Hormone levels may protect against effects of stress
Sept. 1, 2004
High levels of the hormone dehydroepiandrosterone (DHEA)-S could influence a person's ability to cope with the negative effects of stress, suggests US research published in the Archives of General Psychiatry.
"A growing body of research has provided evidence that DHEA-S is involved in an organism's response to stress and that it may provide beneficial behavioral and neurotrophic effects," note Charles Morgan III (Veterans Affairs New England Healthcare System, West Haven, Connecticut) and colleagues.
To investigate, the team measured DHEA-S levels and the ratio of DHEA-S to cortisol in blood and saliva samples from 25 military personnel with an average age of 25 years. Measurements were taken 5 days before and 30 minutes after the participants underwent stressful scenarios as part of military survival school. On both occasions, the military personnel also completed a survey that rated their symptoms of dissociation and how in touch they felt with their environment.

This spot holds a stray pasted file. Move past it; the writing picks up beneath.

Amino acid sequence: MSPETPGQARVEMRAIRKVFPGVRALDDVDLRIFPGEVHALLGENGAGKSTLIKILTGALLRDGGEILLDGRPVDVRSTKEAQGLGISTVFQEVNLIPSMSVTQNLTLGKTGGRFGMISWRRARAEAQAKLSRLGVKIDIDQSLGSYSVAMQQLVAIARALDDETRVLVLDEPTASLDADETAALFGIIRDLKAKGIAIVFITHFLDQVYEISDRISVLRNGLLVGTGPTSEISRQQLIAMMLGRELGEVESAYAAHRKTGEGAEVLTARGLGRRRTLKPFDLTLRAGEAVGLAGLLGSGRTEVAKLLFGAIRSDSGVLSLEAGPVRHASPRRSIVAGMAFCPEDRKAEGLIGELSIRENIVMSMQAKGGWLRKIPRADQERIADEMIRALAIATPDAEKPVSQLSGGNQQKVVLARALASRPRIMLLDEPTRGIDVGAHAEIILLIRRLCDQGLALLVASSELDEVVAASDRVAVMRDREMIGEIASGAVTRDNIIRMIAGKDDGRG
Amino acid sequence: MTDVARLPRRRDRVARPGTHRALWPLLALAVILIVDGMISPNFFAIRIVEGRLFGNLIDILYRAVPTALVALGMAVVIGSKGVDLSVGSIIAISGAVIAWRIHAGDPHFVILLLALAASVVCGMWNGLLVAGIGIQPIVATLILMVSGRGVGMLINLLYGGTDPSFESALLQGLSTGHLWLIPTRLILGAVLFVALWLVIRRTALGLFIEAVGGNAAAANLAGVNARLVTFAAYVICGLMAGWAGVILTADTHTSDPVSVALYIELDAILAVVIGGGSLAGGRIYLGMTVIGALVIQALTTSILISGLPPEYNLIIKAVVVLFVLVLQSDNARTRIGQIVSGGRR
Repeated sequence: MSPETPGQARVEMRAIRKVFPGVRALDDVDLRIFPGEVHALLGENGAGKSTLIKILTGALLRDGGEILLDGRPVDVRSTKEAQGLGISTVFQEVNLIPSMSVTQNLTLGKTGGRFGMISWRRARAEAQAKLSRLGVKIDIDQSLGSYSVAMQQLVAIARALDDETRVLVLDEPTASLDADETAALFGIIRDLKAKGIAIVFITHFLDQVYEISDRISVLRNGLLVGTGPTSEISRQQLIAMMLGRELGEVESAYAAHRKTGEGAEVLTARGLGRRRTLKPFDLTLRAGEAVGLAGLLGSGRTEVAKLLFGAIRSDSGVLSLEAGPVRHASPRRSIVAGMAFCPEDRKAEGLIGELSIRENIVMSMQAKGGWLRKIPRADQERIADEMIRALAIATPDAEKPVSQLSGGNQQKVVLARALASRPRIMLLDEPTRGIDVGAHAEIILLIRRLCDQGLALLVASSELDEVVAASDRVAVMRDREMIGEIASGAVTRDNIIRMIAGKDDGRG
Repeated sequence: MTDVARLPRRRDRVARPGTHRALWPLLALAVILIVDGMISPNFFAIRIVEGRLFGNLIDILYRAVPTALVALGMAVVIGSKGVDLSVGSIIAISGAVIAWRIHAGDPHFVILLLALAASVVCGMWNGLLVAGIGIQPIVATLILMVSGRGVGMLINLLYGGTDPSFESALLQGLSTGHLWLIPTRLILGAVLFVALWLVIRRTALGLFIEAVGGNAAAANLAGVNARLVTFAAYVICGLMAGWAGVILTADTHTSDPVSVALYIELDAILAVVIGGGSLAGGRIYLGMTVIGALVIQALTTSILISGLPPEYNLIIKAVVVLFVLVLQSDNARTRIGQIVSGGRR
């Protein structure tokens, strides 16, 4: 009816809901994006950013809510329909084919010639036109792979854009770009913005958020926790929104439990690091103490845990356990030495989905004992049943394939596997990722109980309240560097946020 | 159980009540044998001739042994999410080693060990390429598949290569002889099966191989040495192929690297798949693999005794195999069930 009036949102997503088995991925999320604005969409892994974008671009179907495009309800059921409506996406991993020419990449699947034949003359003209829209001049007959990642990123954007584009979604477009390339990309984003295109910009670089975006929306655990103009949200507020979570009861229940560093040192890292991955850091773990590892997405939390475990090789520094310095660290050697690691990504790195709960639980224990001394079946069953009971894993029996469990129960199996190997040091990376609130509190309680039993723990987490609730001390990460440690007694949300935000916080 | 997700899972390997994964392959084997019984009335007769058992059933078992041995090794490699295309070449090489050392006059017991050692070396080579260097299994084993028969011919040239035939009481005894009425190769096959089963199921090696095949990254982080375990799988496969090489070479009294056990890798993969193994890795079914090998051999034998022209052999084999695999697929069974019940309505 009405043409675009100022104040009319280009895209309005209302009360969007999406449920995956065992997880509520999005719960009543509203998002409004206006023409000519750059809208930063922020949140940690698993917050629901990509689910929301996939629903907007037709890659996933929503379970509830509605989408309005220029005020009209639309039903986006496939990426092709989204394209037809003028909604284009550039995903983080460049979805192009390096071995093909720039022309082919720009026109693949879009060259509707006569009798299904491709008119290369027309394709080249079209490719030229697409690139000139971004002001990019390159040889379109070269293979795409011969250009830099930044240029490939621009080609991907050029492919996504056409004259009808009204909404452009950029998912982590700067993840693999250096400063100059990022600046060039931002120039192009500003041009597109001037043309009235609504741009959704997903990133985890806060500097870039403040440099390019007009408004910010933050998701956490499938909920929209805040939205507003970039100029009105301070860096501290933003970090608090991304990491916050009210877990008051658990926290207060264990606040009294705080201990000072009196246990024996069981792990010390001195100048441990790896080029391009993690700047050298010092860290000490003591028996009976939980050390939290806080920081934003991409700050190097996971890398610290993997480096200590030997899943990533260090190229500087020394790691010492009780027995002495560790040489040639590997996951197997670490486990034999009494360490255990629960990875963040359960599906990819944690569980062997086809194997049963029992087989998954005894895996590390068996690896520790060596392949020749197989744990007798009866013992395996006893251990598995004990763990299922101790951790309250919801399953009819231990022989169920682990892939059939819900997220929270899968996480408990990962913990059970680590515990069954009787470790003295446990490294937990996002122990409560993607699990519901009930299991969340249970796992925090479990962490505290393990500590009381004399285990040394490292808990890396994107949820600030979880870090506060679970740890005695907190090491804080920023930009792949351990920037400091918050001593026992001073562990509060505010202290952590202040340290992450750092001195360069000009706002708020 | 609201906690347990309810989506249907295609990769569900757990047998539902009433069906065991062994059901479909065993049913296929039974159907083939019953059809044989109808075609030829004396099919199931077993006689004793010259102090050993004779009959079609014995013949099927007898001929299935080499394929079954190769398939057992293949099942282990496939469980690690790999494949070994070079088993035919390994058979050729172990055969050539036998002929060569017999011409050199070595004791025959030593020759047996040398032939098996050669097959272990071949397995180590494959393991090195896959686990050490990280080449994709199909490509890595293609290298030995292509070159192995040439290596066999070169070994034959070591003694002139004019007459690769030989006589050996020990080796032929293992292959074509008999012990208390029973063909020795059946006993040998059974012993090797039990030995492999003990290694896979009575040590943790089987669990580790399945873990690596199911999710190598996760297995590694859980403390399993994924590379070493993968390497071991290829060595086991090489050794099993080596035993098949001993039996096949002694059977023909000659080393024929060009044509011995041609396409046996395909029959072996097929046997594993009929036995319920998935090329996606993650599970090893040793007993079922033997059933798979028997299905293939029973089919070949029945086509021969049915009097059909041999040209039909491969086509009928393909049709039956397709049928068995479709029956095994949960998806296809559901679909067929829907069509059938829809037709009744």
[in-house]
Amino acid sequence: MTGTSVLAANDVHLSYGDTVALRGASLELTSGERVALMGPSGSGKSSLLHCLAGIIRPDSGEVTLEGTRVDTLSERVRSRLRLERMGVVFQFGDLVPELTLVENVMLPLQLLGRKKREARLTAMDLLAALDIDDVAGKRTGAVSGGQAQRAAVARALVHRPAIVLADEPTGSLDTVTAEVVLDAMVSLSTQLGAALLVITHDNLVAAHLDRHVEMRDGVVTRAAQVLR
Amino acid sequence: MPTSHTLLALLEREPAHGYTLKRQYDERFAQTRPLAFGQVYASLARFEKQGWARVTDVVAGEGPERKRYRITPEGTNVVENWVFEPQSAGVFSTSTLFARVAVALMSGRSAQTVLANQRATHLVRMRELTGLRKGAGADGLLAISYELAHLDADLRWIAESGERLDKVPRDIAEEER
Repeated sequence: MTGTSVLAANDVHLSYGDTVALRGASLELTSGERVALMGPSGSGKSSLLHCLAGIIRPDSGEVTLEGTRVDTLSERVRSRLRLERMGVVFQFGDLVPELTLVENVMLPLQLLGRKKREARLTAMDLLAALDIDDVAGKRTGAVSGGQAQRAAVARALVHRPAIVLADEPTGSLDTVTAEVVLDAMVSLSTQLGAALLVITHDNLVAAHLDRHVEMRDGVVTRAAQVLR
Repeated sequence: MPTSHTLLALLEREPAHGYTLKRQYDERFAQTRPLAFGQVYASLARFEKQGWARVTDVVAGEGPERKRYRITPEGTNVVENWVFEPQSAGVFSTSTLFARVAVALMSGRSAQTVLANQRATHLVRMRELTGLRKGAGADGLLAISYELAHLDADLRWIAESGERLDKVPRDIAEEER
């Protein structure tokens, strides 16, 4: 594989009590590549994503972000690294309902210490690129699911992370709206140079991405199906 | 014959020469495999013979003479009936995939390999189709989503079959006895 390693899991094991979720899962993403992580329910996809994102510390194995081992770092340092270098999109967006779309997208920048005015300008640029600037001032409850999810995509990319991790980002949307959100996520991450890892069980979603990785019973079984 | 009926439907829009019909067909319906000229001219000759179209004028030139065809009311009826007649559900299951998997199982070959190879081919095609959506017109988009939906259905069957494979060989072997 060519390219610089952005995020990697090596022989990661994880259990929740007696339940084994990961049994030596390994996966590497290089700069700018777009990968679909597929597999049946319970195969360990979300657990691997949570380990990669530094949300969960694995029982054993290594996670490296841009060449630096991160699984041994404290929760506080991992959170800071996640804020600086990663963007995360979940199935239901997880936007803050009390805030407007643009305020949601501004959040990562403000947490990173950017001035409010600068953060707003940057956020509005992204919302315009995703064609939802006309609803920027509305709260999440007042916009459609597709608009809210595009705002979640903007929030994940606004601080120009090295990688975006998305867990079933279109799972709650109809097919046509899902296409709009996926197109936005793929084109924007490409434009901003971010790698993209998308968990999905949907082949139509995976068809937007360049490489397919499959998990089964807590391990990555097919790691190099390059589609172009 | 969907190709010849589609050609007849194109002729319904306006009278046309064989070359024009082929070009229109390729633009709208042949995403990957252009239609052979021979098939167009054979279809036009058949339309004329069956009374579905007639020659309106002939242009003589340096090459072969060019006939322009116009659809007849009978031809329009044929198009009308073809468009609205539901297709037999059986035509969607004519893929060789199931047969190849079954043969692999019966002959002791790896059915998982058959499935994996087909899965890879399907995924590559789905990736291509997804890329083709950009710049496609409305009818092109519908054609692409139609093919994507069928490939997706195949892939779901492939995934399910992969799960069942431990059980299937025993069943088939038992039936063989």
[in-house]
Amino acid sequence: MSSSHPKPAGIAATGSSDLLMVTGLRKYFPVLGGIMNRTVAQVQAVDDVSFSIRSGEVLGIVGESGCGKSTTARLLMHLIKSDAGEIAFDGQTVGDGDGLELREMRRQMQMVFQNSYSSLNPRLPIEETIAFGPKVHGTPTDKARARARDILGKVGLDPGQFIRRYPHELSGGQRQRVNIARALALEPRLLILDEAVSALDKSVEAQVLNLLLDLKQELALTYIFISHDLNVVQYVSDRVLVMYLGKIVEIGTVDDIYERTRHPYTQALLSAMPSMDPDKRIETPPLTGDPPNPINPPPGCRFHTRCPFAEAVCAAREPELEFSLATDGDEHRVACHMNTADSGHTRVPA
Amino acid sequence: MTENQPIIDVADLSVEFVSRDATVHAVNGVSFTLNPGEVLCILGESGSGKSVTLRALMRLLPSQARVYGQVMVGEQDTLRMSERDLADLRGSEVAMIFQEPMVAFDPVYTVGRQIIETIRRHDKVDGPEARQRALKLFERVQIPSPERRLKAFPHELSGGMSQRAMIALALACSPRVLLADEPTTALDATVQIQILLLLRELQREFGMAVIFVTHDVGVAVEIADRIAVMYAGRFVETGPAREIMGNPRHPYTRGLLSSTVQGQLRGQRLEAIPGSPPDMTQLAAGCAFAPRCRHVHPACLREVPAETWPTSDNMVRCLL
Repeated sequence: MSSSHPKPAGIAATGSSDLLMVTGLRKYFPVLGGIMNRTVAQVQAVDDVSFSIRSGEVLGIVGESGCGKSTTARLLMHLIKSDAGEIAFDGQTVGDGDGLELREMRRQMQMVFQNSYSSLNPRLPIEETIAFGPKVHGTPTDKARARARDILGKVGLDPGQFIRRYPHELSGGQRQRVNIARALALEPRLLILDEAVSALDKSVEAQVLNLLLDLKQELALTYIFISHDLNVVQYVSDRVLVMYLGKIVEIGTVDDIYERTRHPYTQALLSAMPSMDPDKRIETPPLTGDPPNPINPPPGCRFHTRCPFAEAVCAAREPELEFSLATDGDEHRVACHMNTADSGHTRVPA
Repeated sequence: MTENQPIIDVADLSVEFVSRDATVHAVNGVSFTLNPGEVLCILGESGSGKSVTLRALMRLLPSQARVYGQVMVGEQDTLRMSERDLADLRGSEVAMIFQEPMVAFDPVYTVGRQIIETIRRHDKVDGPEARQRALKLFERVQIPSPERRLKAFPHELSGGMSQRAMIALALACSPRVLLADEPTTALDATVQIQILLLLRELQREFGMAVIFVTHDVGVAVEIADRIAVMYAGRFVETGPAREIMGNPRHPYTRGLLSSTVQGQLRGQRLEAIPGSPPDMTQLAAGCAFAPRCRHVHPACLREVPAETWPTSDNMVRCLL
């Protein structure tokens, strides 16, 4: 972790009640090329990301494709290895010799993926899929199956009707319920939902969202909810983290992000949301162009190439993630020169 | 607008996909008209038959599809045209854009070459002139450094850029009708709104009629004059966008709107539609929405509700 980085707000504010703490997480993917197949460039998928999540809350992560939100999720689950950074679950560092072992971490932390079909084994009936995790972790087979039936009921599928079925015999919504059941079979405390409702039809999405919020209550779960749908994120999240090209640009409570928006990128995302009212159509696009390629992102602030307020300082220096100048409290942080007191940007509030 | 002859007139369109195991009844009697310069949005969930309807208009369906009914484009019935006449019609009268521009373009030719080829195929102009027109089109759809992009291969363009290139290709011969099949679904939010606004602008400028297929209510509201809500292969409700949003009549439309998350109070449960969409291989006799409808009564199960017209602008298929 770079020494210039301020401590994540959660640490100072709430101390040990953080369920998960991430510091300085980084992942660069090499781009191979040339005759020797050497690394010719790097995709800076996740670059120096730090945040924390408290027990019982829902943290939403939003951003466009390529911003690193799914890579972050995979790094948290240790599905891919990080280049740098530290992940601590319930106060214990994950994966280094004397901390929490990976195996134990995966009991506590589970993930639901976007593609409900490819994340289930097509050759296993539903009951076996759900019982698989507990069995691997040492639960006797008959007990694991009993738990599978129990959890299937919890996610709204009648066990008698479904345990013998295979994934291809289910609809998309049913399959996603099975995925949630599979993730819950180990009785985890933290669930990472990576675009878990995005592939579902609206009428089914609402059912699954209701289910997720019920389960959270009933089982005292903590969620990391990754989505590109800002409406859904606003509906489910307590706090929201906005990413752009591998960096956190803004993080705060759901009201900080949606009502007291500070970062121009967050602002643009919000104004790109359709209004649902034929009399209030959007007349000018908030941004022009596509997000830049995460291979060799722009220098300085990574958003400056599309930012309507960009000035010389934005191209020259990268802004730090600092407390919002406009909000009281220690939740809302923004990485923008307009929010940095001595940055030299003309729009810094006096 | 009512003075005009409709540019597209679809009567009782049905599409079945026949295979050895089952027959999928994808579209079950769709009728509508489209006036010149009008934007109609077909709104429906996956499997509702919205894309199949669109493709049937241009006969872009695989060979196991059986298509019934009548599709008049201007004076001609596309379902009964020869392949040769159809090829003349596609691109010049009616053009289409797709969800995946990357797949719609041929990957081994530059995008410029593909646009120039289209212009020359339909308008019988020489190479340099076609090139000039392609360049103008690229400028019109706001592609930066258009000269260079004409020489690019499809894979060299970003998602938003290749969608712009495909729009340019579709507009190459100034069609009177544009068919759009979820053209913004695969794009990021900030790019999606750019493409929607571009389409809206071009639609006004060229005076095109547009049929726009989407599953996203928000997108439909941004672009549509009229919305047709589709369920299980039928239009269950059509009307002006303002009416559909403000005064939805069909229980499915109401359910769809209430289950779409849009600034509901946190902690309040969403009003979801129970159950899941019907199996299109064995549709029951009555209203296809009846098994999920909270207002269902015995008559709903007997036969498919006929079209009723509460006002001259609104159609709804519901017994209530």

The stressful scenarios involved the participants being confined in a mock prisoner of war camp where they were interrogated, and experienced food and sleep depravation.
Compared with baseline, there was a significant increase in DHEA-S level in response to these stressful situations. Moreover, the ratio of DHEA-S to cortisol was found to be significantly higher in individuals who reported fewer symptoms of dissociation and exhibited superior military performance.
"These data provide prospective, empirical evidence that the DHEA-S level is increased by acute stress in healthy humans and that the DHEA-S-cortisol ratio may index the degree to which an individual is buffered against the negative effects of stress," Morgan and team write.
They conclude: "One implication of the present findings is that a low DHEA-S-cortisol ratio may be associated with vulnerability to stress-induced symptoms of dissociation.
"In the future, it may be fruitful to conduct clinical trials designed to prospectively evaluate whether augmentation of DHEA-S levels in humans, before the time of their exposure to stress, will confer a protective effect, as evidenced by diminished peritraumatic dissociation and improved cognitive performance."
Arch Gen Psychiatry 2004; 61: 819-825